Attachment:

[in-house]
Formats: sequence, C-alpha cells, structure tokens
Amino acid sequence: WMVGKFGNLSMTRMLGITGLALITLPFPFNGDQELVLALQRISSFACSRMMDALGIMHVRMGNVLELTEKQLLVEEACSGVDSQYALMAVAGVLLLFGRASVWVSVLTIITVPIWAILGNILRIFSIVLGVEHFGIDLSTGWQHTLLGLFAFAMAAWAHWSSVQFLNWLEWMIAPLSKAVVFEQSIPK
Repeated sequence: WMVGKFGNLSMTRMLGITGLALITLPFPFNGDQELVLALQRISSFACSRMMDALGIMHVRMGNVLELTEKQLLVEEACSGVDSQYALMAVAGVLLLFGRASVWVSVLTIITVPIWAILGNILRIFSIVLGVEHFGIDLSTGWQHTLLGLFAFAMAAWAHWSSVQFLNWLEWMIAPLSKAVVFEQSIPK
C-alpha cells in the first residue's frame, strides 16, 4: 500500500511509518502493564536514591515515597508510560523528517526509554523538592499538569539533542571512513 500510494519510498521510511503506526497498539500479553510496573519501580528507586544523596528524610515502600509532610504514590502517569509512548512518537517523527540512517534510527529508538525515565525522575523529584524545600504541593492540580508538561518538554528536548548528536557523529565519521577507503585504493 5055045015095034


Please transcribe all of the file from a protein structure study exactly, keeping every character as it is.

[in-house]
Formats: sequence, C-alpha cells, structure tokens
Amino acid sequence: WMVGKFGNLSMTRMLGITGLALITLPFPFNGDQELVLALQRISSFACSRMMDALGIMHVRMGNVLELTEKQLLVEEACSGVDSQYALMAVAGVLLLFGRASVWVSVLTIITVPIWAILGNILRIFSIVLGVEHFGIDLSTGWQHTLLGLFAFAMAAWAHWSSVQFLNWLEWMIAPLSKAVVFEQSIPK
Repeated sequence: WMVGKFGNLSMTRMLGITGLALITLPFPFNGDQELVLALQRISSFACSRMMDALGIMHVRMGNVLELTEKQLLVEEACSGVDSQYALMAVAGVLLLFGRASVWVSVLTIITVPIWAILGNILRIFSIVLGVEHFGIDLSTGWQHTLLGLFAFAMAAWAHWSSVQFLNWLEWMIAPLSKAVVFEQSIPK
C-alpha cells in the first residue's frame, strides 16, 4: 500500500511509518502493564536514591515515597508510560523528517526509554523538592499538569539533542571512513 500510494519510498521510511503506526497498539500479553510496573519501580528507586544523596528524610515502600509532610504514590502517569509512548512518537517523527540512517534510527529508538525515565525522575523529584524545600504541593492540580508538561518538554528536548548528536557523529565519521577507503585504493 5055045015095034